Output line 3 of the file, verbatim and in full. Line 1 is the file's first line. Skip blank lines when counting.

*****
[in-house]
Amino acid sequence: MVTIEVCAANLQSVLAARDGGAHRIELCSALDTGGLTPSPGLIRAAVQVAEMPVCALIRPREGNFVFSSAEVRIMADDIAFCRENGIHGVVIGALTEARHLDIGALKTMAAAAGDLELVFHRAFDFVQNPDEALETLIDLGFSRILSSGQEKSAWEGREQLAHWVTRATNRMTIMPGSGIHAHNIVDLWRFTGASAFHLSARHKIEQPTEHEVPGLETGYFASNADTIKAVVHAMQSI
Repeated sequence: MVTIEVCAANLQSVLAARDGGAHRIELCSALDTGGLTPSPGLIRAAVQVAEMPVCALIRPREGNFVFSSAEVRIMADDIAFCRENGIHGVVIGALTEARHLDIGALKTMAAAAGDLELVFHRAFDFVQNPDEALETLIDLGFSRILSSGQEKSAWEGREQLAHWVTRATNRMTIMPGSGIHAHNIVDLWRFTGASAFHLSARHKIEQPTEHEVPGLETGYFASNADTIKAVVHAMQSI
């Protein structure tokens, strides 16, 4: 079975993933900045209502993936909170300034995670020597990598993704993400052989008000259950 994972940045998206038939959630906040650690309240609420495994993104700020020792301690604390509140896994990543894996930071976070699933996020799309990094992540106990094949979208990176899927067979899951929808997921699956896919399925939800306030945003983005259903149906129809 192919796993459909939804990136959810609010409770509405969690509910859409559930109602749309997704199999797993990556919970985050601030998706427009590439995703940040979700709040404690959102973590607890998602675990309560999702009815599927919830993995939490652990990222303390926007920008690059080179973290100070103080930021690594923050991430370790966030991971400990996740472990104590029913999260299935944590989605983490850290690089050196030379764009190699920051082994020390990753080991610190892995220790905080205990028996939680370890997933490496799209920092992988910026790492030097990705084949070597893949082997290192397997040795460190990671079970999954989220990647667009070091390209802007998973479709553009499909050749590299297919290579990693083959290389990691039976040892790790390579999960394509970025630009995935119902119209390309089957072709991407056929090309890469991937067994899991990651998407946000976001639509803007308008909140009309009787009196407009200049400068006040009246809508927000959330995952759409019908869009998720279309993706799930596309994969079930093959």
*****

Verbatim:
Repeated sequence: MVTIEVCAANLQSVLAARDGGAHRIELCSALDTGGLTPSPGLIRAAVQVAEMPVCALIRPREGNFVFSSAEVRIMADDIAFCRENGIHGVVIGALTEARHLDIGALKTMAAAAGDLELVFHRAFDFVQNPDEALETLIDLGFSRILSSGQEKSAWEGREQLAHWVTRATNRMTIMPGSGIHAHNIVDLWRFTGASAFHLSARHKIEQPTEHEVPGLETGYFASNADTIKAVVHAMQSI